Other reviewers' comments about the contents were right-on. There was just so much wrong with this book I can't believe it. The thing that struck me right off is that Will was born in 1989, not 1889 for pete's sake, and most of Lin's struggles and suffering could have been alleviated by filing a paternity suit. DNA testing wasn't so readily available at that time, but paternity blood tests sure were! No, Nick wouldn't have been forced to have a part in Will's life if he didn't want to, but the court would have made him pay child support nonetheless. Next thing that bothered me was the child abuse aspect. Again, we are talking about the modern 80's here when Lin was growing up, and surely her going to school smelling like urine and vomit, and that she was also dirty and unkempt most days would alert a teacher or someone in authority to the fact that something just wasn't right in the Townsend household, small town or not. Then we move on to the 'revenge' aspect in present day. Reading about ruining a man via identity theft and manipulation of banking records, even if he was an a**, really just turned my stomach. And kidnapping? Both of these are Federal crimes with prison (not jail) time involved...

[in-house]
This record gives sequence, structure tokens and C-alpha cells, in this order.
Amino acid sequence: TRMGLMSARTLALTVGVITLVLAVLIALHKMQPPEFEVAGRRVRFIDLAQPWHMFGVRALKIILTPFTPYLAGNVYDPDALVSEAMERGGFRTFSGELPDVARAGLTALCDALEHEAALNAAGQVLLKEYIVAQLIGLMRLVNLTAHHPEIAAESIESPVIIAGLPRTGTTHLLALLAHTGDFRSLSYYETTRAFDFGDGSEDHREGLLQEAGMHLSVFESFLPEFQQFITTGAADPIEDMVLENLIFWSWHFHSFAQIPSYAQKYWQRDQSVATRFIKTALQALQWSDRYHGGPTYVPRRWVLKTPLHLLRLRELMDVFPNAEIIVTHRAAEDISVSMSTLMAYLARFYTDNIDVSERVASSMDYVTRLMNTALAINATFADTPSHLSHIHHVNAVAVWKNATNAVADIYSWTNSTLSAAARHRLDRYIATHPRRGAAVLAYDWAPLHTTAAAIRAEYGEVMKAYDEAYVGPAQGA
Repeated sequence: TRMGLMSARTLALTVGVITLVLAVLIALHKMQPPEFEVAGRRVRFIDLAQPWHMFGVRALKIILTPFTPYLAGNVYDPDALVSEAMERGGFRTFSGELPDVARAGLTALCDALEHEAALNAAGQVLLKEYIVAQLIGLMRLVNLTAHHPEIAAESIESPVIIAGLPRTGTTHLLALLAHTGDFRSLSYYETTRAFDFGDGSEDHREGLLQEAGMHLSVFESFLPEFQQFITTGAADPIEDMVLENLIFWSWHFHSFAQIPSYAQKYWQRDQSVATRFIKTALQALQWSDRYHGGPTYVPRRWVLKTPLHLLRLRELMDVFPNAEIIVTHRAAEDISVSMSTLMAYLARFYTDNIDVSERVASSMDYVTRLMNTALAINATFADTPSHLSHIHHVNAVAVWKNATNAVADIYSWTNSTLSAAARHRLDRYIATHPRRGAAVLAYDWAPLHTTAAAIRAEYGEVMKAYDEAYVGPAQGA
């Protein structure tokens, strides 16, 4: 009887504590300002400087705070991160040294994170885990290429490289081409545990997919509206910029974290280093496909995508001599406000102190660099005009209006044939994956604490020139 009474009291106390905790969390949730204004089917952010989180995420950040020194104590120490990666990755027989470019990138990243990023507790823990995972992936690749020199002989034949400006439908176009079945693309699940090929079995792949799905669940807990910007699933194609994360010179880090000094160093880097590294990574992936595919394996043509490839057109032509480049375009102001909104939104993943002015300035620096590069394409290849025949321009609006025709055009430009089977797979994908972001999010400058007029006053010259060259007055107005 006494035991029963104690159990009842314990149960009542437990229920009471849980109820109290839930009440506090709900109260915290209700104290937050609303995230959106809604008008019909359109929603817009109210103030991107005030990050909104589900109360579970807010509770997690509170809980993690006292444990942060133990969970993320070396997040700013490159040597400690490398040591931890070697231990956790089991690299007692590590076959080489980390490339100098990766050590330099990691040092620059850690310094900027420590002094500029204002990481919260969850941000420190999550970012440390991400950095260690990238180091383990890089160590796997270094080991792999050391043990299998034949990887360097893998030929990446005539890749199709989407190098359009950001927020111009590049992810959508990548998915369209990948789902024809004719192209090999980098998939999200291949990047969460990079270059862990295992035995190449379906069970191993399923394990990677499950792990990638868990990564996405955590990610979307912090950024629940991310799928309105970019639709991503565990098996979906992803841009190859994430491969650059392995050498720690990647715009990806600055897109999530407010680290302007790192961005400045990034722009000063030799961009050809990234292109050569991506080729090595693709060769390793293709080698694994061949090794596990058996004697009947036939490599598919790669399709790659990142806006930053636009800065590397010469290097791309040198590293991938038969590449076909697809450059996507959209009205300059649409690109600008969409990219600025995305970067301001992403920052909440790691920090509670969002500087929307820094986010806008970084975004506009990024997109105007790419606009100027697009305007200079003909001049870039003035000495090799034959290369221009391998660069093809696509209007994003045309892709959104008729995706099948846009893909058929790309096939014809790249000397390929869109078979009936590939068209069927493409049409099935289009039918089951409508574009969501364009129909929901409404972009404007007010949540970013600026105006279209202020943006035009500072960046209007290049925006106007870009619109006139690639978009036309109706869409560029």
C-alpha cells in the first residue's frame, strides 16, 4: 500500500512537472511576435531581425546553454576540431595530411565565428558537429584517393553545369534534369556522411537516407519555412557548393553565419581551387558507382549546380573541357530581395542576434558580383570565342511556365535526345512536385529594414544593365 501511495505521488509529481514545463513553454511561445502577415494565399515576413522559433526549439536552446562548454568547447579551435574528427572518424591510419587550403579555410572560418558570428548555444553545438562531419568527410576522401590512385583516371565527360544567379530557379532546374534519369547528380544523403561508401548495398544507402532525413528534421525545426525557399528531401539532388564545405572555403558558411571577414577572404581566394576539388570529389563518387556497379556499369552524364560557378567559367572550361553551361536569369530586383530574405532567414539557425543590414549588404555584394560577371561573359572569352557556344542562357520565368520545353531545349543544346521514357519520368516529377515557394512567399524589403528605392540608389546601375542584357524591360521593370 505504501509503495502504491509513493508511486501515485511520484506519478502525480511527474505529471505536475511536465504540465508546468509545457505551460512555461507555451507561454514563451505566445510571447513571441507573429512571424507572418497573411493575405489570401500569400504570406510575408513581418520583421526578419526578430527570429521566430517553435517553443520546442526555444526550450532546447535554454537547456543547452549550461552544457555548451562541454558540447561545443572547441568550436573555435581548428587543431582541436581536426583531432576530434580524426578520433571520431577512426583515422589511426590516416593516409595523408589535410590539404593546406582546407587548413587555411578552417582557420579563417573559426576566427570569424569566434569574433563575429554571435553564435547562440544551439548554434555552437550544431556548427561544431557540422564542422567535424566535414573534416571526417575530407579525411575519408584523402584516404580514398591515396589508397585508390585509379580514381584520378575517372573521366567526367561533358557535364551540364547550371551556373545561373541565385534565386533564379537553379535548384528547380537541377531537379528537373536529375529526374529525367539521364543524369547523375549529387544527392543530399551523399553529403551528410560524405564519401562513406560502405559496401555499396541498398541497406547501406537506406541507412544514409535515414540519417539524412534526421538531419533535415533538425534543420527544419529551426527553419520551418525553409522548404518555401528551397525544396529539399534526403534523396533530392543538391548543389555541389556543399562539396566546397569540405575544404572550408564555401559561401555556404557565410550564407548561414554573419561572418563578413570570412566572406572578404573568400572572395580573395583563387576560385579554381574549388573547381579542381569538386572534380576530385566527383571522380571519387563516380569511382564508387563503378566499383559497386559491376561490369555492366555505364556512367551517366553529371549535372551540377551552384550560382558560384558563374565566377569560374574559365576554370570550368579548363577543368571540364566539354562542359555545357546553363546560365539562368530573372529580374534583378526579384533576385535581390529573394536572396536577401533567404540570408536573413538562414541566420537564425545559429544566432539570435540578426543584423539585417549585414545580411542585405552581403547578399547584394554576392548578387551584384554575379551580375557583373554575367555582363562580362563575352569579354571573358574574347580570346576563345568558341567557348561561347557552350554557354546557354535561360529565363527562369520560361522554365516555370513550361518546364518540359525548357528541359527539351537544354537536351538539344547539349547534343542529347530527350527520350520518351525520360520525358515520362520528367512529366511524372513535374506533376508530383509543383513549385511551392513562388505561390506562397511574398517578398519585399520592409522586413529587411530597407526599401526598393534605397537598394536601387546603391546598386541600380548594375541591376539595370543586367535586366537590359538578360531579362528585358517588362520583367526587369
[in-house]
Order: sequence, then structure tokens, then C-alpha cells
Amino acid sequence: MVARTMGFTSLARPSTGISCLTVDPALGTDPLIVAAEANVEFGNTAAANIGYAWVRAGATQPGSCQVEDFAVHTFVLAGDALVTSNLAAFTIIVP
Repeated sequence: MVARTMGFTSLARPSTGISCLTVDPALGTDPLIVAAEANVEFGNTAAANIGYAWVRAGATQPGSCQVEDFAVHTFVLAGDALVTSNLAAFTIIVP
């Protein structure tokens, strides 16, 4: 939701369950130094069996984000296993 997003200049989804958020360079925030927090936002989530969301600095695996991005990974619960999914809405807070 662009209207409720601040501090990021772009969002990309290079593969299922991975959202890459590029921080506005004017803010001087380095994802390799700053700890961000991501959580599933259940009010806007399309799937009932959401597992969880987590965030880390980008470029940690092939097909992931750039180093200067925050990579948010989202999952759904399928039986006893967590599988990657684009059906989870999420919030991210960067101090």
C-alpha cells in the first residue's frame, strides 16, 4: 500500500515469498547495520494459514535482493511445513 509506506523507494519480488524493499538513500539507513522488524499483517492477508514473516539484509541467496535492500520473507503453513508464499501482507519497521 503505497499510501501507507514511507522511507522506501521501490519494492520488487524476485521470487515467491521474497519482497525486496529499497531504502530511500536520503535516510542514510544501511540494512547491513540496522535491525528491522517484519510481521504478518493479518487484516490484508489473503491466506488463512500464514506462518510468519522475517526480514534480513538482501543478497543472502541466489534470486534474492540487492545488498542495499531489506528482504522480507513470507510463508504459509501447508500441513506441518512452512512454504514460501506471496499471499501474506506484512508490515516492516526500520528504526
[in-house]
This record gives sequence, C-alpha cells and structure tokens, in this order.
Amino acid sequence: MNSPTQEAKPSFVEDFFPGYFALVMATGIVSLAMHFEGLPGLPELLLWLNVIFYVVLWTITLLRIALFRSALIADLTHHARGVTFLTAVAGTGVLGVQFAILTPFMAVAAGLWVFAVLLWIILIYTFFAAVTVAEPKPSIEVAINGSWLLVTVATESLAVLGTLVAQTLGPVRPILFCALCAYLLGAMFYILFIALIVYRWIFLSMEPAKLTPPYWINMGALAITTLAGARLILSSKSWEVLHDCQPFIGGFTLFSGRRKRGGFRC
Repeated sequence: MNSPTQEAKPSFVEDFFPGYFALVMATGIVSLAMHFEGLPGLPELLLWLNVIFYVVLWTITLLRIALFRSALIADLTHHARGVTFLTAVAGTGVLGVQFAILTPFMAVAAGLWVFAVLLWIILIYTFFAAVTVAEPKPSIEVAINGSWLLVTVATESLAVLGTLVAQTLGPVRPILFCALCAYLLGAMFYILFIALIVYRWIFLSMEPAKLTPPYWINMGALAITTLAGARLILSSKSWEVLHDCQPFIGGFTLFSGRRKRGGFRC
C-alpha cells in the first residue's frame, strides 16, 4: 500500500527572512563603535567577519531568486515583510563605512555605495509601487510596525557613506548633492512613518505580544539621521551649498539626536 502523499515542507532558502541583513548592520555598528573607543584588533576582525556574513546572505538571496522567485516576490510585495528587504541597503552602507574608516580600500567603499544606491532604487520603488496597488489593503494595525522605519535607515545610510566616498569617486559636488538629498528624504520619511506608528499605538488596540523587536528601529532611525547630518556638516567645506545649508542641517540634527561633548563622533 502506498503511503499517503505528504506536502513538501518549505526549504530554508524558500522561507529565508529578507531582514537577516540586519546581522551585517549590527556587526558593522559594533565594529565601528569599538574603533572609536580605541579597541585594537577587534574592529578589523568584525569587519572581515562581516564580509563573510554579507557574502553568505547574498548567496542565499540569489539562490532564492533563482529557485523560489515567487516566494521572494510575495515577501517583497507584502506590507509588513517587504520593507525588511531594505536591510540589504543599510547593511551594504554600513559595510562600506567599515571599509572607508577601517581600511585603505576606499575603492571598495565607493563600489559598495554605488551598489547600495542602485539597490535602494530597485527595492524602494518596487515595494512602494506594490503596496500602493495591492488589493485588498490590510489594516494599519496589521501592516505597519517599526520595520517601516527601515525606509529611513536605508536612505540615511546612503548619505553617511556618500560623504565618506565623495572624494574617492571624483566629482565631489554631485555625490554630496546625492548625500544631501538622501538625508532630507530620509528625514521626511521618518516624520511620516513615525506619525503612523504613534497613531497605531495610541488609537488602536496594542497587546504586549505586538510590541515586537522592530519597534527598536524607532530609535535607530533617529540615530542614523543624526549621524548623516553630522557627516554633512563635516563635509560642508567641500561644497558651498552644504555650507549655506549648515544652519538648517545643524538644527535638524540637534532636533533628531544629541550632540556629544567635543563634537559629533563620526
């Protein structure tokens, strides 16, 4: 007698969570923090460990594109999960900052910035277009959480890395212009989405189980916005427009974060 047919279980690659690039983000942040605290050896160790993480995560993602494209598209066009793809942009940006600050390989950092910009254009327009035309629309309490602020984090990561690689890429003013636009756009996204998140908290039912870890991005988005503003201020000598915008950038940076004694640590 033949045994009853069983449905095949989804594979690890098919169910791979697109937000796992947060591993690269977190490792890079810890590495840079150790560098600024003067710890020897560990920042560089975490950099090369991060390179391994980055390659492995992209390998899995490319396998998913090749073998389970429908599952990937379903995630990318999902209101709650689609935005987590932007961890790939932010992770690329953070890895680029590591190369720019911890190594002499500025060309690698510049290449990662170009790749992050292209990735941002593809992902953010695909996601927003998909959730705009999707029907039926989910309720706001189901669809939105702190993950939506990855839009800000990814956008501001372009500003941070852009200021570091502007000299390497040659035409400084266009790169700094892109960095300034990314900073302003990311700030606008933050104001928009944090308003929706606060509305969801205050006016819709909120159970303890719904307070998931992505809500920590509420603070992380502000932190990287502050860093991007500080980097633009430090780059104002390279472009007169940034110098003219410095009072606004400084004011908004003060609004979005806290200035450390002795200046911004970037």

The rest of the story was drivel. And repetitive - 2 or 3 page narratives in their entirety were repeated a few times near the end of the book. Only reason I could figure why this was done was for page count purposes to meet a contractual obligation. Don't waste you time with this book. It really was pretty awful.
The story never really developes beyond an outline---and a very bad one at that.
The characters are not people that I would care to know---the only saving grace is that I borrowed it and did not spend any of my own hard earned money on it.
Skip this one and read ANYTHING else instead. Some things are better left alone and this is one of them.
Lin, even though she is wealthy now and has a good life, sets out to ruin and make Nick feel her pain and have revenge on the man who she believes returned her letters and gave her no support. Nick is super wealthy, but has cancer. Lin's revenge is really over the top and that is where this book, that I was really enjoying started on its' downhill plunge.